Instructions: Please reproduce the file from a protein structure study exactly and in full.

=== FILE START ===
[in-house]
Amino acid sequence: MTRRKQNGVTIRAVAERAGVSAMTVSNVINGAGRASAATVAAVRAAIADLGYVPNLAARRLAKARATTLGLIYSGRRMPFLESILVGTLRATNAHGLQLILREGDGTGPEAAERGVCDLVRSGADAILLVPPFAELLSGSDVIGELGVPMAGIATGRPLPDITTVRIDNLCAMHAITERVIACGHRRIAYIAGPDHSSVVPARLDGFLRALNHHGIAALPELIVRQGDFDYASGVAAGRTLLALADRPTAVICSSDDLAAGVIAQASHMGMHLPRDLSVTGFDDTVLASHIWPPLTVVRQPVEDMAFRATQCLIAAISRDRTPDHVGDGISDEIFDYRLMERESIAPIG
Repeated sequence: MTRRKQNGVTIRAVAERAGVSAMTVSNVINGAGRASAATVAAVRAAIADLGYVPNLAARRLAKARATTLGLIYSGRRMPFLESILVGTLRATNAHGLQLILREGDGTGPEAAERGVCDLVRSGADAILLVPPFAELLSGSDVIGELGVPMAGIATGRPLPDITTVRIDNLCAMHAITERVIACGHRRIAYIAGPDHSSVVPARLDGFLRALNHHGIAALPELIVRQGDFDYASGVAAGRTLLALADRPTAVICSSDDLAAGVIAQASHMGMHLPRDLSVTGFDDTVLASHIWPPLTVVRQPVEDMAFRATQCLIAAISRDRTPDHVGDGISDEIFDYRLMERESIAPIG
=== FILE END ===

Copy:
[in-house]
Amino acid sequence: MTRRKQNGVTIRAVAERAGVSAMTVSNVINGAGRASAATVAAVRAAIADLGYVPNLAARRLAKARATTLGLIYSGRRMPFLESILVGTLRATNAHGLQLILREGDGTGPEAAERGVCDLVRSGADAILLVPPFAELLSGSDVIGELGVPMAGIATGRPLPDITTVRIDNLCAMHAITERVIACGHRRIAYIAGPDHSSVVPARLDGFLRALNHHGIAALPELIVRQGDFDYASGVAAGRTLLALADRPTAVICSSDDLAAGVIAQASHMGMHLPRDLSVTGFDDTVLASHIWPPLTVVRQPVEDMAFRATQCLIAAISRDRTPDHVGDGISDEIFDYRLMERESIAPIG
Repeated sequence: MTRRKQNGVTIRAVAERAGVSAMTVSNVINGAGRASAATVAAVRAAIADLGYVPNLAARRLAKARATTLGLIYSGRRMPFLESILVGTLRATNAHGLQLILREGDGTGPEAAERGVCDLVRSGADAILLVPPFAELLSGSDVIGELGVPMAGIATGRPLPDITTVRIDNLCAMHAITERVIACGHRRIAYIAGPDHSSVVPARLDGFLRALNHHGIAALPELIVRQGDFDYASGVAAGRTLLALADRPTAVICSSDDLAAGVIAQASHMGMHLPRDLSVTGFDDTVLASHIWPPLTVVRQPVEDMAFRATQCLIAAISRDRTPDHVGDGISDEIFDYRLMERESIAPIG